Johnson County Ambulance Service faces paramedic shortage during high call volume

Workers for the ambulance service have less time to prep their trucks in an already busy job because of an increase in call volume.

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Isabella Cervantes

Janelle Greiger, a paramedic at the Johnson County Ambulance Service, prepares to respond to a call on Friday, Sept. 23, 2022. The service explained it is a hit or miss when it comes to how many calls they receive.

Alejandro Rojas, News Reporter


Johnson County Ambulance Service workers are struggling to hire paramedics amid a national shortage while dealing with an increasing call volume.

Ambulance services reported an 11 percent increase over fiscal 2021, with over 14,000 calls so far.

Ambulance Service Director Fiona Johnson said she is now hiring more staff because of the large number of calls.

“In this last fiscal year, we realized that we need to increase our staffing on the street, based on that increased call volume,” Johnson said. “And so, in June, we went to the Board of Supervisors and basically said, ‘we need to increase our staffing on the street.’”

To help spread the workload, the ambulance service is searching for applicants to increase the staff available. But the struggle, Johnson said, has been a shortage of available workers.

“The challenge that we have had since the pandemic is that doctors’ offices, emergency rooms, radiology clinics, surgical units — they’re all having paramedics staff their agencies because they have a nursing shortage,” Johnson said. “And so, for paramedics, it’s great because they are needed in more arenas across health care. But it also decreases the available number of paramedics that are in my application pool.”

In 2020, 45 percent of U.S. paramedics reported they left their position and the field for a different job.

RELATED: Johnson County Ambulance Service sees increase in call volume

The need has been felt by the emergency medical technicians (EMT) responding to the calls. Amanda Voss-Grumish, Johnson County paramedic field supervisor, said the increase in calls leads to more work.

“The amount of time isn’t just when we’re with the patient, it’s getting to the call as well as taking care of the patient, delivering them to the hospital if that’s what they choose to do,” Voss-Grumish said. “And then also all the documentation, which that documentation part can take just as much time as we were with the patient, if not more sometimes.”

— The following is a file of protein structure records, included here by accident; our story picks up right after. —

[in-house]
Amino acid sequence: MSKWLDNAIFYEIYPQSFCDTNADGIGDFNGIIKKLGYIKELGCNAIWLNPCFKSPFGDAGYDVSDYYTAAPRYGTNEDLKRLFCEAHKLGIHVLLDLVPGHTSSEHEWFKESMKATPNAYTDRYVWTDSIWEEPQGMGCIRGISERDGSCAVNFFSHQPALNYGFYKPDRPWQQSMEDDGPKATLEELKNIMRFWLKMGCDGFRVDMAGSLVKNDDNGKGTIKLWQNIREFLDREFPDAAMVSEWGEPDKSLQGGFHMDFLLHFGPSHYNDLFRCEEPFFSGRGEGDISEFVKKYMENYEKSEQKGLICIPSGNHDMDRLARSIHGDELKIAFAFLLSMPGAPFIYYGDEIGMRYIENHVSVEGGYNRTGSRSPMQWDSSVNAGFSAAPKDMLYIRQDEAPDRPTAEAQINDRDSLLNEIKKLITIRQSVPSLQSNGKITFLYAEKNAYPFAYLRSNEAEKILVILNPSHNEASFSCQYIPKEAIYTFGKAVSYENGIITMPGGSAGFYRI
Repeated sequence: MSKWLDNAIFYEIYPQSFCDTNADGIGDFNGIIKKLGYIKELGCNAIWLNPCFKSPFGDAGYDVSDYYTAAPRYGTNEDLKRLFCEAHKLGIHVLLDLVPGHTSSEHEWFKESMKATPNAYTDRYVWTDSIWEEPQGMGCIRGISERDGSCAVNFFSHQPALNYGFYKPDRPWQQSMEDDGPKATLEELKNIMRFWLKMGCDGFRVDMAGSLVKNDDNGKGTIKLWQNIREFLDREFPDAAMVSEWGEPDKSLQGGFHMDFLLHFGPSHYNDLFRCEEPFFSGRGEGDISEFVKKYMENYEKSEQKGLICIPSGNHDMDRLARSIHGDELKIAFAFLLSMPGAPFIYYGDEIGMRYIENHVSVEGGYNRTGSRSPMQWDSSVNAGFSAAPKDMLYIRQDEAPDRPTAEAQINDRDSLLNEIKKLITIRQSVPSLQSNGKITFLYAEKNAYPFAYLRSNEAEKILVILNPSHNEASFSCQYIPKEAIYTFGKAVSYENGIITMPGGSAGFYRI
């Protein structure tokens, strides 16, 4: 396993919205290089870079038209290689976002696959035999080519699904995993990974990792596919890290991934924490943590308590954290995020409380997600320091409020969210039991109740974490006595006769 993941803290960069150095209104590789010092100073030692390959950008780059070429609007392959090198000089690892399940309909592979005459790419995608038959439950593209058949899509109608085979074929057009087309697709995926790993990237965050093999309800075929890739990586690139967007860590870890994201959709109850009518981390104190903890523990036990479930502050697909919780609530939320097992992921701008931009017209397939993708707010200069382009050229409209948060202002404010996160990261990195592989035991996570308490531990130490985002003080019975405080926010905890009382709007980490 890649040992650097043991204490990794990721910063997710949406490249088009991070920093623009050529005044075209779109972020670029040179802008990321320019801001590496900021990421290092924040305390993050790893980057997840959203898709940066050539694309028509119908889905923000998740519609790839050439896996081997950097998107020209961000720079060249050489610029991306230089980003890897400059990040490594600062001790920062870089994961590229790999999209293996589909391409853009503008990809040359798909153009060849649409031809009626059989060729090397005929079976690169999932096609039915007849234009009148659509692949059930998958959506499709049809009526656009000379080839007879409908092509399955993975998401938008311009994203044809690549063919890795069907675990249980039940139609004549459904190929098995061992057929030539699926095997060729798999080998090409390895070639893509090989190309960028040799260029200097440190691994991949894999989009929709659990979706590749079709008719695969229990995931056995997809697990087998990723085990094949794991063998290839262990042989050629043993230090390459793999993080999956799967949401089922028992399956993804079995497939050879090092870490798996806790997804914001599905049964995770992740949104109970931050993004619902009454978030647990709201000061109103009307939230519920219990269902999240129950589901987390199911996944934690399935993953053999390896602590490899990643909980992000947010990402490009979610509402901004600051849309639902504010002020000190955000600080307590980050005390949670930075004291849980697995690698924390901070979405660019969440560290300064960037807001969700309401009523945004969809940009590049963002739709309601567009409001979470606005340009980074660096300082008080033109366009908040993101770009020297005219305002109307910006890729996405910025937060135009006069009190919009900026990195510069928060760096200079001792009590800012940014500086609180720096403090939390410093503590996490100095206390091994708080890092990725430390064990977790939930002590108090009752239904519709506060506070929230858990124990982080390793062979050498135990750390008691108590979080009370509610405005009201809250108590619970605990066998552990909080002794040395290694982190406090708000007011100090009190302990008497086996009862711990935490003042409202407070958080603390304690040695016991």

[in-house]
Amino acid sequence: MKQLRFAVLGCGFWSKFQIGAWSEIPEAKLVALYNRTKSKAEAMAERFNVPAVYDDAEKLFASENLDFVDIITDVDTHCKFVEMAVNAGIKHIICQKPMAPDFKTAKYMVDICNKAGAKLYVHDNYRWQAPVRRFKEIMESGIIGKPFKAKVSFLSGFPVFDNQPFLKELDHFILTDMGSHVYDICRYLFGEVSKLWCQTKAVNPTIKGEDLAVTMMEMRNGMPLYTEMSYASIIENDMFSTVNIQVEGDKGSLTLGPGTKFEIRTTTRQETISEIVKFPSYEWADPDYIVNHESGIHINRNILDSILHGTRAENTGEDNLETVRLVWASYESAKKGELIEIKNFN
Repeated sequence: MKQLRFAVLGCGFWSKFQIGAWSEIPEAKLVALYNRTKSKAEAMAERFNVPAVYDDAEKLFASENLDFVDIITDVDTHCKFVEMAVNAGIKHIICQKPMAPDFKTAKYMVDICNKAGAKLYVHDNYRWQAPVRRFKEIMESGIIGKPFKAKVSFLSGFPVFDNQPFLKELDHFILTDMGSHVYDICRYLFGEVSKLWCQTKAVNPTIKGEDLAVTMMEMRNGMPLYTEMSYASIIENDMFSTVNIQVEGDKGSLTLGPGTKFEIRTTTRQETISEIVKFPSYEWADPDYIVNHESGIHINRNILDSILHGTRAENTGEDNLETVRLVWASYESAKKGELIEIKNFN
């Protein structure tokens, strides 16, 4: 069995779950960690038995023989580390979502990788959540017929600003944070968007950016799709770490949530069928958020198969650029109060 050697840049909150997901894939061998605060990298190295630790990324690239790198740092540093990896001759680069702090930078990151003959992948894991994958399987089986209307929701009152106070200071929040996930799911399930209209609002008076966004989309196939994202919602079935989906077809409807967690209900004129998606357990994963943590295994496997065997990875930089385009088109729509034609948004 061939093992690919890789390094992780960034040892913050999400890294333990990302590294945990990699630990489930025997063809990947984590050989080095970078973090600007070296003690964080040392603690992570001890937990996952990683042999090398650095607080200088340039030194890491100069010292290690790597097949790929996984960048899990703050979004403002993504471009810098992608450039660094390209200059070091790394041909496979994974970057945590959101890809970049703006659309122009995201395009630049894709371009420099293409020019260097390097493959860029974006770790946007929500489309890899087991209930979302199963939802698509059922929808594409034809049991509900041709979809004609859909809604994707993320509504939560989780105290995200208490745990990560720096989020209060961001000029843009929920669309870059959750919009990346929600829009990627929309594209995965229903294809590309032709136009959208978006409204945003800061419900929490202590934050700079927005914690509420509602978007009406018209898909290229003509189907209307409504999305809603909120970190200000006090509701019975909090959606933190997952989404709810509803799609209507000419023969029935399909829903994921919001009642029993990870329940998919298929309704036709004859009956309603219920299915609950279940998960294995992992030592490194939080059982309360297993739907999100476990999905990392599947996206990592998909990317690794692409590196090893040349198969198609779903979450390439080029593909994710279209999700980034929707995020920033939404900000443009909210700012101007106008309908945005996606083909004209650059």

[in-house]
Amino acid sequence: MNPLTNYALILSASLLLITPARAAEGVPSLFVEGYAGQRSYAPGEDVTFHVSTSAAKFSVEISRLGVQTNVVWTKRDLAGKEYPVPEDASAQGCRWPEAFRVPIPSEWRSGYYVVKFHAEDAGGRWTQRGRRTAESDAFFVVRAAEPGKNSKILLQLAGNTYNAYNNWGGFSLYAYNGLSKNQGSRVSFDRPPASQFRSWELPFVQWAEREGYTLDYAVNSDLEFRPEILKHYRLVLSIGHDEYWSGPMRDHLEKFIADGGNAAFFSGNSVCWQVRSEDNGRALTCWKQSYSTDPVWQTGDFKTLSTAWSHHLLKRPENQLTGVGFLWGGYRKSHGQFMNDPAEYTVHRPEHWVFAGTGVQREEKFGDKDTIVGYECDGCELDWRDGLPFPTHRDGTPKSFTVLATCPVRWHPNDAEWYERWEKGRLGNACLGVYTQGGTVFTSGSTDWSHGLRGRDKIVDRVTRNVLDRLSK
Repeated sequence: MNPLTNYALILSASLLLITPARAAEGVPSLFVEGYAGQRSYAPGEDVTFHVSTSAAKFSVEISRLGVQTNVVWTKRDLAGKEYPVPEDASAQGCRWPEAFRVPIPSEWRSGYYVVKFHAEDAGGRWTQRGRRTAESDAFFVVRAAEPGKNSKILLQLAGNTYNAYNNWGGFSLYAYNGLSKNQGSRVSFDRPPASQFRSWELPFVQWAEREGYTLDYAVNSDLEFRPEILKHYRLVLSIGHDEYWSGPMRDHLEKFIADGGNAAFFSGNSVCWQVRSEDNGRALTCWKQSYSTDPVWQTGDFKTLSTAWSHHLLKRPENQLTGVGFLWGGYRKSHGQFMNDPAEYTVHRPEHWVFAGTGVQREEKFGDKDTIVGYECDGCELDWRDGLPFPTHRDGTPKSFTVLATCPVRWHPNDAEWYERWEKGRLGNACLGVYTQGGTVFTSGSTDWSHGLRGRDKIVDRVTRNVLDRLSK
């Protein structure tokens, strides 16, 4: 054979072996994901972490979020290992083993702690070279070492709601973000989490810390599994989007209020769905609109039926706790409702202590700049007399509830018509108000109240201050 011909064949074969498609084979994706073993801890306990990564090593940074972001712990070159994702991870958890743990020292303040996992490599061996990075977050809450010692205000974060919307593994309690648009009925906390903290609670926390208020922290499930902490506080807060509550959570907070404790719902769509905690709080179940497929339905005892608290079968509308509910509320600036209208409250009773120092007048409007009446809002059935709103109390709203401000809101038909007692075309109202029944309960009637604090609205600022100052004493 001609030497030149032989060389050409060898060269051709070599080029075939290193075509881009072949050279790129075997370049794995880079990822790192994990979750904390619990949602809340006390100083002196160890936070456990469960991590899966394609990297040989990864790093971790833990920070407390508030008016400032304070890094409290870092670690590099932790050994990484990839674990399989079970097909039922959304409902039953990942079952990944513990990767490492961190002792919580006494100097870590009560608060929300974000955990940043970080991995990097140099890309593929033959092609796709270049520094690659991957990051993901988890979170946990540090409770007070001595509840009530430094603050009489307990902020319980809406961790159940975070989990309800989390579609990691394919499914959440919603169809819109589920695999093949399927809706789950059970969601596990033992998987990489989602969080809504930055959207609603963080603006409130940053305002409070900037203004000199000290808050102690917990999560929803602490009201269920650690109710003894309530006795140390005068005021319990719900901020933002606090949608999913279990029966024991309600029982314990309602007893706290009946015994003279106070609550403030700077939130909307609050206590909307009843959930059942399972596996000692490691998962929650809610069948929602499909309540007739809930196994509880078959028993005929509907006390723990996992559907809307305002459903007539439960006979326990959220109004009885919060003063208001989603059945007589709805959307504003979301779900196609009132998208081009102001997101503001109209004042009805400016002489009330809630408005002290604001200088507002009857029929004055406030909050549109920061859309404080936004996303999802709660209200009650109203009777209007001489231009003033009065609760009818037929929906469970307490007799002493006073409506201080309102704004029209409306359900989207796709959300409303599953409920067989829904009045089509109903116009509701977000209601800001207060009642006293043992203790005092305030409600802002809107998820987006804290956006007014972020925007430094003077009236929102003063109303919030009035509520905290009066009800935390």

Johnson County paramedic Karma Mack said there is other work that takes away free time beyond responding to calls.

“There’s a lot less downtime in what we would consider not active time doing things for the ambulance service. Besides just the calls, there are your daily checks for the trucks. There is the education part of it. There’s PR or events that we tried to [do for] the community,” Mack said.

To attract applicants, Johnson said the service will soon implement  a new credit system that will allow incoming hires to receive a higher starting wage based on past experience.

Even with the increased workload, Mack said being a paramedic is as rewarding as ever.

“I’ve been in healthcare since I was 14. I was a CNA and just worked my way up into it.,” Mack said. “I’ve loved being a caregiver. That’s where it started, and what I’ve done in my life.”

It’s a similar story for Voss-Grumish.

“I like helping people, and our job is so different, you know. Like every day is completely different. You never know what you’re going to get. So sometimes that’s a good thing,” she said. “But it’s different. It’s fun. And we like helping people, truly.”

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